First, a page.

Materials: sterling, African hedgehog quills, polymer clay
Dimensions: 3" tall, 2.5" long, 1 3/4" wide
Pear-shaped sterling box with a friction-fit lid that is inlayed with polymer clay, which African hedgehog quills carefully placed into. Box is supposed to look like a hedgehog and is hedgehog-shaped.
Photo credit: Joy Raskin
Bedford, NH. USA
A native New Englander, I need all my metalwork to have a function. Boxes have a special appeal to me for they are small containers that can be beautifully made, but they all hold something, whether it is special to the person, or to admire as a small sculpture. The clean lines of architecture, the everchanging urban landscape, the geometry of bridges and structures, time travel, deep space all inspires me and provides me a fertile ground to draw ideas from. I love stripes, lines, geometric patterns, curves, the marquise shape and I try to use them as much as I can in my work. I always try to have a marquise shape in almost all of my work, whether it is the actual form or an accent. As the Bauhaus philosophy preaches, “Less is More”, that also applies to me. Strip the form down to it’s very basic lines and then carefully add onto it without losing the original form. Boxes are a wonderful way of letting me express my love of geometric patterns, my shapes and more, all wrapped up in one little container. I think of myself as making 21st century cabinets of curiousities.
These containers and vessels definitely hold their place in the world of stunning art objects as well as in the world of metalsmithing.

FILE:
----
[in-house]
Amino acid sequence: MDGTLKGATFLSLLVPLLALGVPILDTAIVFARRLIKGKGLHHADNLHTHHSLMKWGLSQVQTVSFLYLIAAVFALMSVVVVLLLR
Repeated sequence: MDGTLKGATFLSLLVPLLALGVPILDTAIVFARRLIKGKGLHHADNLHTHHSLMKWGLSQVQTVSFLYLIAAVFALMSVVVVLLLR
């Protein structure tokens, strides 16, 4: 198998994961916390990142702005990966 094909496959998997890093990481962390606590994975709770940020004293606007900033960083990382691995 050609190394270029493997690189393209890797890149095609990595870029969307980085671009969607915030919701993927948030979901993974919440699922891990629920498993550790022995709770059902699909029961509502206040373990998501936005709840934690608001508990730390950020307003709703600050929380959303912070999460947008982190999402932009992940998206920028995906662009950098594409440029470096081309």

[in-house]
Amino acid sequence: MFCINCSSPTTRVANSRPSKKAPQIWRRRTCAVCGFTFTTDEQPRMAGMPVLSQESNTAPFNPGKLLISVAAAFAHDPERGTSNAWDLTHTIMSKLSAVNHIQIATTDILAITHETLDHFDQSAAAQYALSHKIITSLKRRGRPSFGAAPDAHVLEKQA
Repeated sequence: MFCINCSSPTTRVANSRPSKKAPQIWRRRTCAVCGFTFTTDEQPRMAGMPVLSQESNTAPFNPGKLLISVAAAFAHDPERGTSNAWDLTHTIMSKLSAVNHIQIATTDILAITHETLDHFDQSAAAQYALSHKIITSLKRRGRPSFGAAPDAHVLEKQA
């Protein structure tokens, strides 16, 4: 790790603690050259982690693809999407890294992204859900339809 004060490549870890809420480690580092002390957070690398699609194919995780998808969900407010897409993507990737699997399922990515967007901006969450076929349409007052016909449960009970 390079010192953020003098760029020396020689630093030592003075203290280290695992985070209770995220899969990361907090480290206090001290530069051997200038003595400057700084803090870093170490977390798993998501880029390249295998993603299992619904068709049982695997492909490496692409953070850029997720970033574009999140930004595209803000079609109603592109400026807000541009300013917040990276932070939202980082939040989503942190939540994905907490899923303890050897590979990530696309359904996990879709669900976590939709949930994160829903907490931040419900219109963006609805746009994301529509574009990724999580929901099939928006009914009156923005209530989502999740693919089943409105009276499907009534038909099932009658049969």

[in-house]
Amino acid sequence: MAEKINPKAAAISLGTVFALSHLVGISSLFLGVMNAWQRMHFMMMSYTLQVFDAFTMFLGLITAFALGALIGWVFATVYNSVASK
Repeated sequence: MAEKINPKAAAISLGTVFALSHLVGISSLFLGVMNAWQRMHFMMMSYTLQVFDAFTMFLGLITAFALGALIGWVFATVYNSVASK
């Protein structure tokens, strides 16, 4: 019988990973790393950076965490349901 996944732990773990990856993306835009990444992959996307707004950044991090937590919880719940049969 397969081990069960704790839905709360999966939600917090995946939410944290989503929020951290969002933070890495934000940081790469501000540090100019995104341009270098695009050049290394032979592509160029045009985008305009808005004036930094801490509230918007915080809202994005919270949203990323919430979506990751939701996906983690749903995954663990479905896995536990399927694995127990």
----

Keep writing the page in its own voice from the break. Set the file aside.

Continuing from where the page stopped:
Since the dawn of time humans have created containers to hold things that were important to them, from large vessels to hold food and harvests to intimate containers for small precious things. They might hold memories, ashes, medicine, beverage, fruit or food - but all spring from the imagination and skill of the maker. Some have specific religious functions, some are meant for everyday use. When one thinks of a vessel or container the inclination is to think of something with solid walls - yet many of these works involve the exploration of positive and negative space, and the use of negative space to help create the illusion of the wall of the vessel.
As the world’s largest jewelry related internet site, Ganoksin strives to develop exhibitions showcasing work from around the world. This exhibition was open to all metalsmiths, professional and amateur, advanced and beginner. Participants are from The Netherlands, the USA, Canada, Australia, Costa Rica, the United Kingdom, Israel, Hong Kong, Colombia, Romania, Italy, Ireland, Japan, Malaysia and Denmark. While most of the pieces are by an individual metalsmith, some are collaborations, one of three artists spanning 50 years.
In total 319 artists contributed 729 show pieces for the permanent online exhibition.
Objects in the exhibition include boxes, lockets, urns, ash containers, bowls, wine cups, reliquaries, match holders, vases, teapots, pitchers, sugar bowls, baskets, nests, pillboxes, clutches and a range of sculptural forms. A variety of techniques are showcased covering a wide range of metalsmithing techniques. Materials used include everything from gold and silver to less expensive metals. Ornamentation includes the addition of enamel, chasing and repousse’, gemstones and found objects.
The exhibition was curated by Beth Wicker, President of the North Carolina Society of Goldsmiths in the United States, and Adjunct Instructor at Northeastern Technical College in South Carolina. Director of the exhibition is Hanuman Aspler, founder of The Ganoksin Project, the world’s largest internet jewelry site.